Depends on the game in question, but for simplicity sake, David Trampier. (Erol Otus being a close second.) I like a lot of the modern "old-school" type artists as well.

15. Does your game ever make your players genuinely afraid?
Afraid for their PCs lives? Yes, all the time. Afraid in a creeped out way? Maybe a little back in our Call of Cthulhu days. (I remember a friend being so shocked once he yelled "Gah!" and kicked the table, knocking over everybody's drinks.)

16. What was the best time you ever had running an adventure you didn't write? (If ever.)
Since I liberally use adventures I didn't write, this happens all the time... usually being whatever it is we are currently playing. But, I usually change quite a bit of the module, so if I only consider (recent) adventures that I changed almost nothing, I would say Return to the Temple of Elemental Evil. It was pretty fun when the summoning of the apocalyptic dark god came down to a single dice roll.

17. What would be the ideal physical set up to run a game in?
Comfy, warm basement room with all the amenities. Big oak table with velvet surface, perhaps, for dice rolling. Good stereo system. No windows, though. I am too easily distracted by the world at large.

18. If you had to think of the two most disparate games or game products that you like what would they be?
I am not sure how to answer this one. I have different RPGs of various genres, but they don't feel all that disparate to me. I guess I don't hang onto anything that is not really my style.

19. If you had to think of the most disparate influences overall on your game, what would they be?
Most of my ideas some from just looking around me at the world at thinking about how I could add that level of detail into my games interestingly. As to "disparate" influence, I don't know, maybe details from outsider literature (Burroughs, Ballard, etc.) or stuff from Hermetic Qabbalism and the occult. 

20. As a GM, what kind of player do you want at your table?
Someone open-minded to all the different aspects of the game. Mostly with a sense of exploration and adventure.

21. What's a real life experience you've translated into game terms?
I do think the game needs a sense of mundane detail in order for the heroics to have contrast and meaning. So, I keep tabs on things like encumbrance and provisions and what-not.

22. Is there an RPG product that you wish existed but doesn't?
A book like the original AD&D Rogue's Gallery, but for 3.5e. Basically, all the classes statted and geared out for levels 1–20, and then maybe an appendix of unique NPCs for quick and easy use.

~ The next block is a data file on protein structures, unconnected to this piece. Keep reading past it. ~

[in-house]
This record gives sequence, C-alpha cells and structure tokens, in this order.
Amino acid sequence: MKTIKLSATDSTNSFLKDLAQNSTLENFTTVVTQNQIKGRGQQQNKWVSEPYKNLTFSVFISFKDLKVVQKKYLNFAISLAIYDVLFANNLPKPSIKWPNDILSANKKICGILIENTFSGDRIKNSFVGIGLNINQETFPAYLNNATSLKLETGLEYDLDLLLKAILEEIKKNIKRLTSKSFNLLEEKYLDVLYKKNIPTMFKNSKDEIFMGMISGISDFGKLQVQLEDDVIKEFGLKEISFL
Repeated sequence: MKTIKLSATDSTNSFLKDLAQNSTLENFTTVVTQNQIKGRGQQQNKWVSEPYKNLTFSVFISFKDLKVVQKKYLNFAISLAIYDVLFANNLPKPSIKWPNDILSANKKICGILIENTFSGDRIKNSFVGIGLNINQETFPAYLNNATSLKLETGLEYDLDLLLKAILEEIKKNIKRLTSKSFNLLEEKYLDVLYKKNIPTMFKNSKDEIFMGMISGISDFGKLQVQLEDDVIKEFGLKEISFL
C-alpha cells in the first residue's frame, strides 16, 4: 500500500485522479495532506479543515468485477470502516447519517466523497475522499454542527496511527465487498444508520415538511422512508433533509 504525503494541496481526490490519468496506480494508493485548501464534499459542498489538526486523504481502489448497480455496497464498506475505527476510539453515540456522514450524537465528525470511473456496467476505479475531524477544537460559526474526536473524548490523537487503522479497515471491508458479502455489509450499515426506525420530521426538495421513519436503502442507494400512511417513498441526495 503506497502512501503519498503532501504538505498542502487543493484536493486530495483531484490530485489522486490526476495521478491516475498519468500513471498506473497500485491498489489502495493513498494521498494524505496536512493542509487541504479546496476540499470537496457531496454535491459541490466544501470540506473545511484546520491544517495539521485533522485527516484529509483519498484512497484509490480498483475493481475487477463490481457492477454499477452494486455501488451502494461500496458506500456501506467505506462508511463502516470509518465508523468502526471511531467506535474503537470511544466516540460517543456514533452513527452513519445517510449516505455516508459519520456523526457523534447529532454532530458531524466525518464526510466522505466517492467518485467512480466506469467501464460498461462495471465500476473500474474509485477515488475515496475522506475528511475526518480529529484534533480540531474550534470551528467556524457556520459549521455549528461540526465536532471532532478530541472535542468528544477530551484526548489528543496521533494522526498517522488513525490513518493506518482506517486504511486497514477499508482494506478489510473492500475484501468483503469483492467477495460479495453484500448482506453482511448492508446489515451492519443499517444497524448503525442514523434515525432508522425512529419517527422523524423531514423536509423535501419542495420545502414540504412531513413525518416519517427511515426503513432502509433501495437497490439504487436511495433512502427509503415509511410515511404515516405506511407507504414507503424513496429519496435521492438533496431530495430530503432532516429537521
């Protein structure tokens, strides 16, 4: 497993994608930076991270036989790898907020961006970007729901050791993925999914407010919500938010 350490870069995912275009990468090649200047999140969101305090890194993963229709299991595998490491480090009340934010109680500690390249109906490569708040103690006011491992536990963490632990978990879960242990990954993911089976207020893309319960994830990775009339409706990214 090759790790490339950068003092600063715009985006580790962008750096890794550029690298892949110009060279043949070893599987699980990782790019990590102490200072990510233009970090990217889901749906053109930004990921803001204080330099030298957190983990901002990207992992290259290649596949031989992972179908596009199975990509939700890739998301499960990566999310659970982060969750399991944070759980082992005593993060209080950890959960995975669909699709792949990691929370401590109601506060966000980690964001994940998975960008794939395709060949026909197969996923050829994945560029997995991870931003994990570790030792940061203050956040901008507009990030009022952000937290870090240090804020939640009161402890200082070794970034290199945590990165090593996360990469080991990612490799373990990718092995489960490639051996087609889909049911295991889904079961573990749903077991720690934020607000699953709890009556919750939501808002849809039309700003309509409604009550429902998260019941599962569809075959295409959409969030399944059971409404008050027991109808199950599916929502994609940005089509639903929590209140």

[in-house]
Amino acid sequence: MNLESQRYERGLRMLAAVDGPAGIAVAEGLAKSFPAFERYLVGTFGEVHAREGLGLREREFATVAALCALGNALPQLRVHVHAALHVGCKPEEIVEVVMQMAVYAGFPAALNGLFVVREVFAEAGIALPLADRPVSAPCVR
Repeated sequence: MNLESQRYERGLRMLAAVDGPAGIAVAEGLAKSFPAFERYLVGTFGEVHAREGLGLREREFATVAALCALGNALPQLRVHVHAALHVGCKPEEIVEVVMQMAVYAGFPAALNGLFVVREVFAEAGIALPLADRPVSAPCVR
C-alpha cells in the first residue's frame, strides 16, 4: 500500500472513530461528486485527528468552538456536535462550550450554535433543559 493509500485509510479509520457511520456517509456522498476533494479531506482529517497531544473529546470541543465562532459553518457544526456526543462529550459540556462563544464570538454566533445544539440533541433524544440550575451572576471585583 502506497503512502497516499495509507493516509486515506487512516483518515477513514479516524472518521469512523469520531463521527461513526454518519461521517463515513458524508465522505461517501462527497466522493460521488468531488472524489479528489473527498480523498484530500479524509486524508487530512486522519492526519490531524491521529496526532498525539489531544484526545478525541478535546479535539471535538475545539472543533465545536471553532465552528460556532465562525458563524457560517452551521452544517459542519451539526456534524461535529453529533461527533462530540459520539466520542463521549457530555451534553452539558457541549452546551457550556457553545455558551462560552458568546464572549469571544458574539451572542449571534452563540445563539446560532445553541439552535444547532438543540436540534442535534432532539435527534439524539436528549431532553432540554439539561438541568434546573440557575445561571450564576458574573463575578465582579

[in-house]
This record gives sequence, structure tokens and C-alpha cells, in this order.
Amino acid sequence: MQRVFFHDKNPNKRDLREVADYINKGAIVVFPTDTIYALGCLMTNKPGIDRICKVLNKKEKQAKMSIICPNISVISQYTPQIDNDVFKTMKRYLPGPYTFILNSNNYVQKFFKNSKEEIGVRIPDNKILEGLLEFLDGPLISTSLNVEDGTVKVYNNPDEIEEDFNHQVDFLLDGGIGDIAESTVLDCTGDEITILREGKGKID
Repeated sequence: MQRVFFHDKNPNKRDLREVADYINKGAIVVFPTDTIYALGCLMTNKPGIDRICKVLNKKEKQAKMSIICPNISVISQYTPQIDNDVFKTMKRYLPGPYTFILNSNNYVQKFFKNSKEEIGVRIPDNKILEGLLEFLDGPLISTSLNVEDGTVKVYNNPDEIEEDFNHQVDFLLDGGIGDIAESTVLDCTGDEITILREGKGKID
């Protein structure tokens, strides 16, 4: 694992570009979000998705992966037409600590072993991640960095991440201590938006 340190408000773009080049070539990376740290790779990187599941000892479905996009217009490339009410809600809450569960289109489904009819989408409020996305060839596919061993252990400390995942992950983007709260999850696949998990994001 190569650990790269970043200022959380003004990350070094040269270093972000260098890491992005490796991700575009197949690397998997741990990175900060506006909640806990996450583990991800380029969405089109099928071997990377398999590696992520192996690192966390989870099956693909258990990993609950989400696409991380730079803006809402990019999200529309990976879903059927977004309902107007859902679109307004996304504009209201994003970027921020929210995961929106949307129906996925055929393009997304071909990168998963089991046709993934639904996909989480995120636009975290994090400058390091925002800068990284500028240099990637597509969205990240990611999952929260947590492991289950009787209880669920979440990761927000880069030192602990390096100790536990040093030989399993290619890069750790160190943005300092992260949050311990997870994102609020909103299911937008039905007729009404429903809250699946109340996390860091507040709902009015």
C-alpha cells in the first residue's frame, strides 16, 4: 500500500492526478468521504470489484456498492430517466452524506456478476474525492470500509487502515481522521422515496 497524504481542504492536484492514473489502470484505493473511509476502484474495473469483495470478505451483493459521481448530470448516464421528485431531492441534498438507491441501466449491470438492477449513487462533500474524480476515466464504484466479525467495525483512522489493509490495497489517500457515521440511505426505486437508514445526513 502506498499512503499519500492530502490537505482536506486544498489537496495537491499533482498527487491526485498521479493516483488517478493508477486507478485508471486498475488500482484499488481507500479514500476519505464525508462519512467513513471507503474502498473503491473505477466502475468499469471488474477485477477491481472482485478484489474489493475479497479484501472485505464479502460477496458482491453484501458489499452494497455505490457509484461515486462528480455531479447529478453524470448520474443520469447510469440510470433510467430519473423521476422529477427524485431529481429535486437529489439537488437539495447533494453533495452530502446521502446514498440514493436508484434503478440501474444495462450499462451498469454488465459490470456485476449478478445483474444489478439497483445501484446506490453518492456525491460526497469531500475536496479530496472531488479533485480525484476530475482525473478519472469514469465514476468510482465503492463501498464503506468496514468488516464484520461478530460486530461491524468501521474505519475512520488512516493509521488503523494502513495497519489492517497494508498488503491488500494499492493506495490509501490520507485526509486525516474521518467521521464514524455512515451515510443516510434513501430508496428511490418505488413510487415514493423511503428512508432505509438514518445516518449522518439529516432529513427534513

23. Is there anyone you know who you talk about RPGs with who doesn't play? How do those conversations go?
My girlfriend. She gets a kick out of the weird stories.

Friday, January 13, 2012

Old School

I consider myself an old-school gamer, even though the version of D&D my group currently plays is relatively recent (3.5e). Why? Because I am old. I've been playing RPGs for roughly 33 years and, I have to admit, my style preferences were probably set a long time ago. Those preferences were largely informed by the writings of one man, Gary Gygax. Those original first edition rule-books and modules written by Gygax had a tone and style that felt mysterious, cryptic, and adult to me. It was a style I wanted to emulate, and to a degree, still do. When TSR kicked Gygax out of his own company and started pumping out second edition D&D I quit buying their products. I only picked up D&D again with the third edition because enough time had passed and I wanted to see how Wizards of the Coast had overhauled the system. Sure, a lot had changed in the rules between 1e AD&D and 3e D&D, and a case can be made that a game's rules set the overall tone of the game, but I actually found a lot in 3e that was reminiscent of the old, original game I enjoyed, just with updated game rules theory.

And then there is the fact I actually don't buy any new games. It is true that I bought 3e D&D when it came out, but I haven't bought any new RPGs since. (My set of 3.5e books was a gift from a player who wanted our group to have the "refined" rules. Cool by me... for free!) Since the time we first bought the 1e AD&D books as kids I had no intention of buying any more. Why should I? I had everything there I needed for a lifetime of gaming. And anything that felt broken could always be fixed with house-rules. My blood boils at the concept of game companies pumping out new editions of their game simply because they want to feel a renewed flush of profits. Fuck that.

The games I have sitting on my shelf waiting for the right mood to strike have been sitting there for decades. Call of Cthulhu, Villains & Vigilantes, Top Secret, Stormbringer, and the mighty Traveller. I even have a set of Dangerous Journeys that I am dying to play at least once in my life. All these games rate differently on the scale of complexity, but they all share a couple of things in common... they are all old, and they all have an awesome atmosphere and style to them. For me, that is "old-school".